June 28, 2011 at 10:50 am

Slacker Will Power AOL Radio Apps, Replacing CBS

slacker cbs aol radio huffington post last.fm mp3.comAt one point, it seemed like CBS Radio was powering every streaming service from AOL to Yahoo, but it no longer powers the former.

Interactive radio service Slacker announced Tuesday that it will provide interactive stations for AOL Radio, a part of newly-formed “The AOL Huffington Post Media Group’s AOL Music” — apparently named by whoever came up with ”Ruth’s Chris Steakhouse.”

AOL Radio listeners will have access to all three plans offered by Slacker: Basic Radio (free), Radio Plus ($5 per month), and Slacker On-Demand ($10 per month), which, Slacker spokesman Anders Steele told Evolver.fm, will more than double the number of Slacker’s listeners.

“Slacker Radio is the perfect partner to significantly increase the quality of our offerings,”said AOL Radio head Lisa Namerow, in a slight diss to former partner CBS (which also owns of Last.fm). “By combining AOL Radio’s reach with the success of Slacker in mobile, we are increasing the distribution of our brands and further identifying AOL Radio as a leader in delivering superior radio experiences.”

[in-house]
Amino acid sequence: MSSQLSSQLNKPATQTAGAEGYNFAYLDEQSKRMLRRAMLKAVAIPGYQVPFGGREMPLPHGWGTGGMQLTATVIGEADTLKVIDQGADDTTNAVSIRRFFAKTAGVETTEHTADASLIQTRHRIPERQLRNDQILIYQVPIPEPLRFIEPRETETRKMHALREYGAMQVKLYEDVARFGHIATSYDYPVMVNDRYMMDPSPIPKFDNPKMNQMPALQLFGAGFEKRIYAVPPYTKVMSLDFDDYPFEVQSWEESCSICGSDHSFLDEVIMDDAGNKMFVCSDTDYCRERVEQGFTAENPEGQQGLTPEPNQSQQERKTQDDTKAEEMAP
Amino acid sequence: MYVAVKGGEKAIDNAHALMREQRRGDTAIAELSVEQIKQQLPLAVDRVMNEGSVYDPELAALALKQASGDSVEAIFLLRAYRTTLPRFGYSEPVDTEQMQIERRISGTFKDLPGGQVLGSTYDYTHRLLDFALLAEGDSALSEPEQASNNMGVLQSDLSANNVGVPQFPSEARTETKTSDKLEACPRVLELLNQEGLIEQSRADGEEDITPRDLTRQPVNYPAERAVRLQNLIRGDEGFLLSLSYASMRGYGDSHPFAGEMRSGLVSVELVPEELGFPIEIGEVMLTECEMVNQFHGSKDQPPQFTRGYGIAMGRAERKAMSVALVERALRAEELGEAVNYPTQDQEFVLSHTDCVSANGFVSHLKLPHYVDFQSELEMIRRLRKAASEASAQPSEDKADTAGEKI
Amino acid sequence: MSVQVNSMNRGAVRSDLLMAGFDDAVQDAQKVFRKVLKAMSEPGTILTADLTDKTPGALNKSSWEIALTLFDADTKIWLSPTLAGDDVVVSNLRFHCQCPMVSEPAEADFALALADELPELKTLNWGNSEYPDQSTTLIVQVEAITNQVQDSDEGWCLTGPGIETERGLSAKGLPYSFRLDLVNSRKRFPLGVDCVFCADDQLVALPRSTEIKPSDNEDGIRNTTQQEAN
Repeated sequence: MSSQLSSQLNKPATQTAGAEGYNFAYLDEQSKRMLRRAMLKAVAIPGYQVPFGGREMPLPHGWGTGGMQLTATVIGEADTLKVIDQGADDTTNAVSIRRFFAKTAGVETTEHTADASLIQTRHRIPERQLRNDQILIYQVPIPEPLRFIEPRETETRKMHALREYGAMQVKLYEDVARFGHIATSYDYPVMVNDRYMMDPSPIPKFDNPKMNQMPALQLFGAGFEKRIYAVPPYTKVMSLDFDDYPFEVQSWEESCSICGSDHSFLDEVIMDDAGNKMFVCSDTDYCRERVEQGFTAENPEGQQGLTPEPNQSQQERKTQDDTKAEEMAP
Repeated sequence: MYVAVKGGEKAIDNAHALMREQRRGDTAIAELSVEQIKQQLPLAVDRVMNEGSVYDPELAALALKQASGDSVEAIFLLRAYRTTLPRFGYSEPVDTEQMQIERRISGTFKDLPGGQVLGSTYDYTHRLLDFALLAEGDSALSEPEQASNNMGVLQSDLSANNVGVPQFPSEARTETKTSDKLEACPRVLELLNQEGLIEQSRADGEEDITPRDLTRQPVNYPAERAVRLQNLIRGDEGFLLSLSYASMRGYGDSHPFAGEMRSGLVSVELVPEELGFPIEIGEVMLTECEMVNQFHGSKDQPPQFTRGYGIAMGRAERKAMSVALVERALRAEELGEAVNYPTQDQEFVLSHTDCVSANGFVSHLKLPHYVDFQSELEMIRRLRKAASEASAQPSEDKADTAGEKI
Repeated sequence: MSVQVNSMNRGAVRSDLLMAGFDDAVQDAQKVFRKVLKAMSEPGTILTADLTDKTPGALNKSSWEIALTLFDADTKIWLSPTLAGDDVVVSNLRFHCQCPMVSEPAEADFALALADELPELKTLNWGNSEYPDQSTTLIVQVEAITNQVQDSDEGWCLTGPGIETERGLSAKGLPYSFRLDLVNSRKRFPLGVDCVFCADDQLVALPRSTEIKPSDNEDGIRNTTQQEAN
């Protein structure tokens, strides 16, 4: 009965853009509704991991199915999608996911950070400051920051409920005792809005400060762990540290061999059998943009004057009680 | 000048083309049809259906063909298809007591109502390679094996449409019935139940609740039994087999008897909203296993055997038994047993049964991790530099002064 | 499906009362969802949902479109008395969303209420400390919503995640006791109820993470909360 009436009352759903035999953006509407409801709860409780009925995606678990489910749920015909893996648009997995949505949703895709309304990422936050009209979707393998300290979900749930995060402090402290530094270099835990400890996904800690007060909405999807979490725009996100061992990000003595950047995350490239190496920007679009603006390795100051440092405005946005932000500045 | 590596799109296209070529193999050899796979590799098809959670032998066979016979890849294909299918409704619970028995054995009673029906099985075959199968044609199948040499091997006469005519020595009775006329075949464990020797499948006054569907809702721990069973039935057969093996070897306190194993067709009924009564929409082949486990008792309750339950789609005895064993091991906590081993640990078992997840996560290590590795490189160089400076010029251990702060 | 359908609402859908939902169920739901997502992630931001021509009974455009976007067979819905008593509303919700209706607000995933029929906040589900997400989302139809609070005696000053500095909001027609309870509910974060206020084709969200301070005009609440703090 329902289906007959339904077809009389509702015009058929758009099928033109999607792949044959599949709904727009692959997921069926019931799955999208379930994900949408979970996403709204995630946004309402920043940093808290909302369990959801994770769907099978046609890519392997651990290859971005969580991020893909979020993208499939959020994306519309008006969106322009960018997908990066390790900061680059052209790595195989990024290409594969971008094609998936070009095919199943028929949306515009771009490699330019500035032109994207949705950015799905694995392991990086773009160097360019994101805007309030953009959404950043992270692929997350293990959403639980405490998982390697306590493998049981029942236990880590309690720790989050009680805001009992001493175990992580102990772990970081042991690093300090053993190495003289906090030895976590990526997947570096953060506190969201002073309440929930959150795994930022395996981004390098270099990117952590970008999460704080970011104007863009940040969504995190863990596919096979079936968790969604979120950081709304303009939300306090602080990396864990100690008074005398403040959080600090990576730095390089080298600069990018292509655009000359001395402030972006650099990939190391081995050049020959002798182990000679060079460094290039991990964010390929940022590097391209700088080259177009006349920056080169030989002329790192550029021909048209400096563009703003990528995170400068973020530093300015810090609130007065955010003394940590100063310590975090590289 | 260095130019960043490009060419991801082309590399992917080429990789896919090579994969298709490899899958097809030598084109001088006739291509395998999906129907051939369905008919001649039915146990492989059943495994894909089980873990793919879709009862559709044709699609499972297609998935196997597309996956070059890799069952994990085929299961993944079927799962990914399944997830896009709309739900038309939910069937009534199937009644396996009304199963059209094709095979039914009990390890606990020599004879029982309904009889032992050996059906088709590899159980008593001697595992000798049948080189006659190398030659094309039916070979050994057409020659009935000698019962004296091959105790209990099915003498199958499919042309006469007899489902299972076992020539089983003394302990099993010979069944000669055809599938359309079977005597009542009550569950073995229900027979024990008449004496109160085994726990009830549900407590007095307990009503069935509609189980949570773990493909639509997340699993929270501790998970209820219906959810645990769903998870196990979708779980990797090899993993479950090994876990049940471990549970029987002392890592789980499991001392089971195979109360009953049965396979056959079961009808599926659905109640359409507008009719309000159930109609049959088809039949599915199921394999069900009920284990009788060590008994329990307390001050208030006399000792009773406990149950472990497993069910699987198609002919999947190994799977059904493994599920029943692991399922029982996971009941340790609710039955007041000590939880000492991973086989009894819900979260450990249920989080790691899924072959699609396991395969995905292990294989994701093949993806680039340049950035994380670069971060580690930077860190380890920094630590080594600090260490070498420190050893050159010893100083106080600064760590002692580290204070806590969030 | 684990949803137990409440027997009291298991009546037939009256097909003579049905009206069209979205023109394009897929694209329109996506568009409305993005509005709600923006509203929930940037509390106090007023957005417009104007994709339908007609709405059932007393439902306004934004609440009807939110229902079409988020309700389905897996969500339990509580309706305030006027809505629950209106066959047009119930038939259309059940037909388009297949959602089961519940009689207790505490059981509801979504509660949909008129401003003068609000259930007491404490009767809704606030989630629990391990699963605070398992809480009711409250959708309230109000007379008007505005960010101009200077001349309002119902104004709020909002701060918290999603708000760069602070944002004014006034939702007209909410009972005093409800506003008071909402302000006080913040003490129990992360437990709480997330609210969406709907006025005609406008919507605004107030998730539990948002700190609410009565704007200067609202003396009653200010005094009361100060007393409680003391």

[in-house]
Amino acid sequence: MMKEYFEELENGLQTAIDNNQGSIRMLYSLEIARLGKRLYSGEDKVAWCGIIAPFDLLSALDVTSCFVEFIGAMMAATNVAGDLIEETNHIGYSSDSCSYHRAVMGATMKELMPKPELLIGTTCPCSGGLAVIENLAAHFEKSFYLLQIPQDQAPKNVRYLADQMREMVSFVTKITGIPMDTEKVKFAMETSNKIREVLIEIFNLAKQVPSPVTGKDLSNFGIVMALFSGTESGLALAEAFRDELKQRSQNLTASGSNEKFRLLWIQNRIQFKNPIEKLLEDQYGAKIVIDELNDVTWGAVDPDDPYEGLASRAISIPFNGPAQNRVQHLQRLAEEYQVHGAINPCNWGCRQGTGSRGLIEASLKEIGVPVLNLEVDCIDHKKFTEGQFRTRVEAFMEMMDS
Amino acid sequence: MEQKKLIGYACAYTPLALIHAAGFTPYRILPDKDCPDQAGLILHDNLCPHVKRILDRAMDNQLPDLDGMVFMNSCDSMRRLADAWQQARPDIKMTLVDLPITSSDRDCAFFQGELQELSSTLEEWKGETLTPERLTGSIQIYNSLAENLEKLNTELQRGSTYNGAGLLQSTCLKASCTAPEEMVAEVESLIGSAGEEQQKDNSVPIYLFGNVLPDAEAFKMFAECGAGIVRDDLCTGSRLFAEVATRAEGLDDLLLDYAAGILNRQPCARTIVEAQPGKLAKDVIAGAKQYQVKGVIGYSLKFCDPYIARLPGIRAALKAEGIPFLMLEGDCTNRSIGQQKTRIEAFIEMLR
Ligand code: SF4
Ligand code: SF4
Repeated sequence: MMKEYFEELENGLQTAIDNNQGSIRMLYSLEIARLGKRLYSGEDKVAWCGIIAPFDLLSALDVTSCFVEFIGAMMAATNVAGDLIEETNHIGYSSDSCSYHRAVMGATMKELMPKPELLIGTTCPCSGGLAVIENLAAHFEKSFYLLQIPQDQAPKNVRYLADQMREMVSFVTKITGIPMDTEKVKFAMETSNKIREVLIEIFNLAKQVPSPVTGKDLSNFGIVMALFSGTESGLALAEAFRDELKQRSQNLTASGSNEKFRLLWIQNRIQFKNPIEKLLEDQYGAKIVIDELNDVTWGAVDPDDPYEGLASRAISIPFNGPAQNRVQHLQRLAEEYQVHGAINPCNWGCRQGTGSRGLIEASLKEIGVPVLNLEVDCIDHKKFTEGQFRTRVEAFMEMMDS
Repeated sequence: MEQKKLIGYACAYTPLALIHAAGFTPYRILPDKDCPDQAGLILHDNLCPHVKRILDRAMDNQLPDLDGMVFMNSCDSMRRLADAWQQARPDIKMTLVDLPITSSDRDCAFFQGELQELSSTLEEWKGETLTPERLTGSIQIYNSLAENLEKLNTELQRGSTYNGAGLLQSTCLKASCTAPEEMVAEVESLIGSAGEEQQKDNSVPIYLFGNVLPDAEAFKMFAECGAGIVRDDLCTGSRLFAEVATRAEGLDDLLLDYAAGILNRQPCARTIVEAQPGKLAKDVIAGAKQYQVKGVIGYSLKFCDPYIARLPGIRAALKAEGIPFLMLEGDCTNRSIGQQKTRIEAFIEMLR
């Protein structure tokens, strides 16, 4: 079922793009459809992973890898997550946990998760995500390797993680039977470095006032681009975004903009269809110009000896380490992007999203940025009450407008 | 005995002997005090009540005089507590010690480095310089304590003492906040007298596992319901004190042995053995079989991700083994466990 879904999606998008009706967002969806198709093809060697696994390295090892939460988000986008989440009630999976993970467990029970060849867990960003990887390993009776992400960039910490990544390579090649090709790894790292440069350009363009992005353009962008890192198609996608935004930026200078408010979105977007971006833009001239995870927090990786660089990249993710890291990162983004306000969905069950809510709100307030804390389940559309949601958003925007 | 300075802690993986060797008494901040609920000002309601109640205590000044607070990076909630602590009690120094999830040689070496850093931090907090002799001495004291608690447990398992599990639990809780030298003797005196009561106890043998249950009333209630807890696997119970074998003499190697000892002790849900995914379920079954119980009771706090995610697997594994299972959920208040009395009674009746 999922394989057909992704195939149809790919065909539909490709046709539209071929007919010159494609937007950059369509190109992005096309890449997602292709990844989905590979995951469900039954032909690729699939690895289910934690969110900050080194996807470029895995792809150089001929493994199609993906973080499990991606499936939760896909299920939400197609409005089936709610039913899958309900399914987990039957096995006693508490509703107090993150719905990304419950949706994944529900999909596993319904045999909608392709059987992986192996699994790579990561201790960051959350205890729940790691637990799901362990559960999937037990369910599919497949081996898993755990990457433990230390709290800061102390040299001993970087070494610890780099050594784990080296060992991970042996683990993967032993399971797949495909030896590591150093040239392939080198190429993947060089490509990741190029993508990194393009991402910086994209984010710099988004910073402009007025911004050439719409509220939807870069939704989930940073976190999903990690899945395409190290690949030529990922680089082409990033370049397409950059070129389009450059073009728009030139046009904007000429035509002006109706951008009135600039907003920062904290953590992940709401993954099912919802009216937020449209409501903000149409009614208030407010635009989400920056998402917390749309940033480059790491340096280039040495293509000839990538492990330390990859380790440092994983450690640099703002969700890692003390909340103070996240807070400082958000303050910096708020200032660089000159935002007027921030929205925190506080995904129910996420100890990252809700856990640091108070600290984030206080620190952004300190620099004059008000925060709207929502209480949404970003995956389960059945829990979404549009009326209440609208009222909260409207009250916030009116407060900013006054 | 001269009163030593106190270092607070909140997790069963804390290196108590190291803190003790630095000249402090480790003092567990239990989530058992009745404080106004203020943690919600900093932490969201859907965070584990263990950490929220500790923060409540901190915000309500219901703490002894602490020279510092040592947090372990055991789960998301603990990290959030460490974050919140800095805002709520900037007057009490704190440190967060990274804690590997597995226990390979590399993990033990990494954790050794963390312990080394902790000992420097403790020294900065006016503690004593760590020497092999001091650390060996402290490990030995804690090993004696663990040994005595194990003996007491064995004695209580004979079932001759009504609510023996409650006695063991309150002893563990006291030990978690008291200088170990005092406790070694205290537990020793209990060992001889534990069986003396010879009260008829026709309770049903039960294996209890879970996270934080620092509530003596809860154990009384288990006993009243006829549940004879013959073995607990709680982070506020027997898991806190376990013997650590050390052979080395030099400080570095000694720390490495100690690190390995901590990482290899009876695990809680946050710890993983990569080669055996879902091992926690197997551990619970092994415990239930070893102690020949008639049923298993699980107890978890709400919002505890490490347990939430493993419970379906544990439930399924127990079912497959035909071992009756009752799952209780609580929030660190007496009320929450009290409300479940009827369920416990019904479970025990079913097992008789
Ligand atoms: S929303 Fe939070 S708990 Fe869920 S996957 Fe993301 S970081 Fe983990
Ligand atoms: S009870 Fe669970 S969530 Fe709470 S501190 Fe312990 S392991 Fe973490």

Across the board, CBS seems newly focused on making its own properties pay rather than powering other services. The company recently made the mobile app version of Last.fm paid-only, and relaunched MP3.com as something worthy of the name, which hosts one million actual MP3s from all sorts of artists, whereas previous incarnations of MP3.com included hardly any MP3s (disclosure: the author was formerly editor of MP3.com).

AOL Radio will relaunch its website and iPhone app later this summer to incorporate Slacker, with Android and other apps to follow. All of them will include 250 “expert-programmed” radio stations, ESPN sports radio, ABC News radio, and Slacker’s user-programmed stations.